The Log Lane Village Board of Trustees on Wednesday night approved on second reading an ordinance that sets up licensing procedure for marijuana businesses in the town.
The split vote of 5-2 saw Mayor Ed Parker, Trustee/Town Marshal Fred Cook, Trustee/Mayor Pro Tem Rick Alva and Trustees Martha Manion and Jeanie Cardona vote "yes," while Trustees Rose Condos and Dee Jimenez voted "no."
The ordinance allows licensing of up to six each of recreational pot stores and medical marijuana dispensaries.
It also allows the licensees to include cultivation facilities to grow the plant and manufacturing facilities for making products, such as industrial hemp goods and edibles that include the drug.
The allowance for limited cultivation related to the businesses was something that was added last night to the ordinance on second reading, along with a slew of related wording changes in places in the law.
There were a number of other amendments, too, including changes to the planned renewal application and renewal operational fees. They were raised to $5,000 and $3,000, respectively. The initial application and initial operation fees stayed the same, also at $5,000 and $3,000, respectively.
Another amendment included adding a requirement that a marijuana business would have to "designate a person capable of physically responding to the business in an emergency situation within 10 minutes."
The ordinance now also includes rules that "ensure that new licensees do not overburden town utilities," including detailed plans for demand on the town water and sewer systems and a prohibition from exceeding those projected demands without prior town permission.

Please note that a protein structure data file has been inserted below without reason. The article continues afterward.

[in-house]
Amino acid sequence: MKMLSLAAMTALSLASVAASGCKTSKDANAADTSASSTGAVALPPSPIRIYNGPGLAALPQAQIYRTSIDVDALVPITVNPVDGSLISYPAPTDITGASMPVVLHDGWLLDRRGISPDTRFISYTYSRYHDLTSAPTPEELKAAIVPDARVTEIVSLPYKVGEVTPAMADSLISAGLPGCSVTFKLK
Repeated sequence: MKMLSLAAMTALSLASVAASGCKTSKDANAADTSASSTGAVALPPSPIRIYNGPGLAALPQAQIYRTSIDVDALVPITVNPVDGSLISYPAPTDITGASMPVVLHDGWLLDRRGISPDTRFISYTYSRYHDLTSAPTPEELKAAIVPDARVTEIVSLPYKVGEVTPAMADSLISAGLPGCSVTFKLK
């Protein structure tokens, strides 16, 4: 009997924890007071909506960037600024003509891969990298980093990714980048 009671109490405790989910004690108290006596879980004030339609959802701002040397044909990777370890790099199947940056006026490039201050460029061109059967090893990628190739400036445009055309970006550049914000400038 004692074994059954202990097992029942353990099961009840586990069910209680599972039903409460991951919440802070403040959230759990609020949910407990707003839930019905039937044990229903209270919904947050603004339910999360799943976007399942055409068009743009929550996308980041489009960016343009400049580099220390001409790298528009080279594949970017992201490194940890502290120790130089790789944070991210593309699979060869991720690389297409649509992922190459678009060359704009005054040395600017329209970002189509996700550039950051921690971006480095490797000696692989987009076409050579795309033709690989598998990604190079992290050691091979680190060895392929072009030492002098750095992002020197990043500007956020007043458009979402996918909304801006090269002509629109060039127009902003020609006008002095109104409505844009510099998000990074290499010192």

In order to get a license, people will have to meet all the requirements in the ordinance, pass the required local and state background checks, pay both the local and state fees and ultimately get approval from both the town board and the state.
People cannot even apply for a store or dispensary license until 30 days after the new ordinance takes effect and has been published, according to Town Attorney Carmen Beery, so it will still be a while before that process really begins.
The ordinance also lifted the town's existing prohibition of medical marijuana establishments and repealed a previous related ordinance.
Before voting, the board held a lengthy public hearing on the issue of whether to allow marijuana-related businesses in the town.
First up were four "expert" speakers to provide more information about how the stores and dispensaries have affected other areas, what role they serve in communities, their regulation and security and other related topics.
Teri Robnett, founder of Cannabis Patients Action Network [and Colorado NORML Board Member], shared how she had discovered medical marijuana as a solution for her fibromyalgia pain. She now advocates to the drug as medicine for patients.
She said she also assisted in Amendment 64's creation and then helped advise the legislature on related rules after it passed.
"I'm not in the industry," she said. "I want to see Colorado make good marijuana policy."
Next, Belita Nelson from iComply, a company specializing in retail cannabis regulation and compliance, and a member of Law Enforcement Against Prohibition, spoke about how she came to be in favor of legalizing marijuana.